Get Involved!

Become involved with a project that has caught your passion: whether it's Green Sanctuary, Gift-Based Ministry, as a worship associate, leading a covenant group, or something entirely different, your congregation needs your involvement in order to benefit from your unique talents and gifts!

Become a religious educator. Whether you are working with children, youth, young adults, or adults, this work can be deeply fulfilling and fun!

Offer to become a lay leader in your congregation. Talk to your nominating committee. If your congregation's in search for new professional leadership, think about whether you might contribute in new and exciting ways to that venture.

Witness your faith in the company of others, on behalf of your congregation. Seek out connections with other religious groups who share similar values. Help carry the message -- beyond your congregation -- that makes clear Unitarian Universalism's values and voice in this challenging world.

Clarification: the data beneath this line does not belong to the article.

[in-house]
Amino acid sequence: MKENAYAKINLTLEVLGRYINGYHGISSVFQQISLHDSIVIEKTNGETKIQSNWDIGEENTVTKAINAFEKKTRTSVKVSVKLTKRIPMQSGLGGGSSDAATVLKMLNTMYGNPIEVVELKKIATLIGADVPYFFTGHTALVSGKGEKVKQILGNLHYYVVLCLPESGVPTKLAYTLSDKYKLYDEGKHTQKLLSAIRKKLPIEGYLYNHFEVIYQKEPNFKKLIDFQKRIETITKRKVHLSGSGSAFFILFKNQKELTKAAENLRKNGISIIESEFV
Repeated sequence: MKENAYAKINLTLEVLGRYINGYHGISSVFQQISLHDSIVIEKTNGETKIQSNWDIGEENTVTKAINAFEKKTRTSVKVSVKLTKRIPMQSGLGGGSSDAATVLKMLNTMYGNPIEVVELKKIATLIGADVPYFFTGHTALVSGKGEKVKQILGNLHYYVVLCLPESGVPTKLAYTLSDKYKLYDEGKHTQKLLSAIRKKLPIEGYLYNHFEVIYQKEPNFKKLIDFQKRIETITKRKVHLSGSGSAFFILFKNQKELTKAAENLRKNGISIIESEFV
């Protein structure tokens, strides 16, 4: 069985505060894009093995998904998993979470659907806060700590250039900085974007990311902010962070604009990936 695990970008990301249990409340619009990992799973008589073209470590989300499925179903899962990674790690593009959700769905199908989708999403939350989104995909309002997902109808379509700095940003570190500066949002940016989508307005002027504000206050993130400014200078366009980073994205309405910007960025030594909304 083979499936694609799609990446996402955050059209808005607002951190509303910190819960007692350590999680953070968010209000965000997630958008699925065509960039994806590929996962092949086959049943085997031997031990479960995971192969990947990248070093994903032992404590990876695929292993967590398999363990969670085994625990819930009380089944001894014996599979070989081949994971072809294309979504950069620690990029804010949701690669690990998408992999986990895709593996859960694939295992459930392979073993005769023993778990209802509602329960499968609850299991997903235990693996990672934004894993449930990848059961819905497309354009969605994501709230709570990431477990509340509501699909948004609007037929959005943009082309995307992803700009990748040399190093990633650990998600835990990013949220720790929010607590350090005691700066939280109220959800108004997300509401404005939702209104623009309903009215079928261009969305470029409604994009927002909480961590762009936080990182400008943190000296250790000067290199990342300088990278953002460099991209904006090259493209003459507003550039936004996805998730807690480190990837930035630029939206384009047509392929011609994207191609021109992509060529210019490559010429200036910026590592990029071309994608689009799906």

Become a delegate to your UUA District's meetings. You'll learn new skills, develop a sense of Unitarian Universalism that extends beyond your own congregation, and help nurture the vitality of our faith in your district.

Don't wait to be asked: contact your congregation's Nominating Committee and tell them you're willing to serve. They'll be glad to hear from you!

- from the UUA

Religious Exploration (RE)

Meet Julie Rigano - our New Religious Educator!

Four is My Number One: It's hard to pick, but I think the fourth principle is my favorite. I believe that a free and responsible search for truth and meaning is the core of our faith development at all ages. We are blessed with the freedom to explore and find what works for us individually, but more importantly we are charged to search. As children, that responsibility comes in the form of learning our UU principles, sources, and theology and how we live our faith every day.